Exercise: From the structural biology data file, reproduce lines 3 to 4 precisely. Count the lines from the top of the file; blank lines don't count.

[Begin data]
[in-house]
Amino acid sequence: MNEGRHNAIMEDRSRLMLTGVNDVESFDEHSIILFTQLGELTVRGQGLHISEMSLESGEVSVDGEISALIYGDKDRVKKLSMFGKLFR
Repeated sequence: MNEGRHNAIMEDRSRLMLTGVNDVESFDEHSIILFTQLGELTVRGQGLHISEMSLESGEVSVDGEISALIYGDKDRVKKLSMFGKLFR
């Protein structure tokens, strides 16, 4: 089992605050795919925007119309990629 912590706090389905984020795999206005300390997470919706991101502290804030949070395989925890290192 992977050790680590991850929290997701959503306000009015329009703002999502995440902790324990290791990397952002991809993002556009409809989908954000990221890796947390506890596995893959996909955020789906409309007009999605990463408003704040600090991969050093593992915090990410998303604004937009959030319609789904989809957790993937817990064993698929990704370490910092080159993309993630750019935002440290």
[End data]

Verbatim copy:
Repeated sequence: MNEGRHNAIMEDRSRLMLTGVNDVESFDEHSIILFTQLGELTVRGQGLHISEMSLESGEVSVDGEISALIYGDKDRVKKLSMFGKLFR
């Protein structure tokens, strides 16, 4: 089992605050795919925007119309990629 912590706090389905984020795999206005300390997470919706991101502290804030949070395989925890290192 992977050790680590991850929290997701959503306000009015329009703002999502995440902790324990290791990397952002991809993002556009409809989908954000990221890796947390506890596995893959996909955020789906409309007009999605990463408003704040600090991969050093593992915090990410998303604004937009959030319609789904989809957790993937817990064993698929990704370490910092080159993309993630750019935002440290």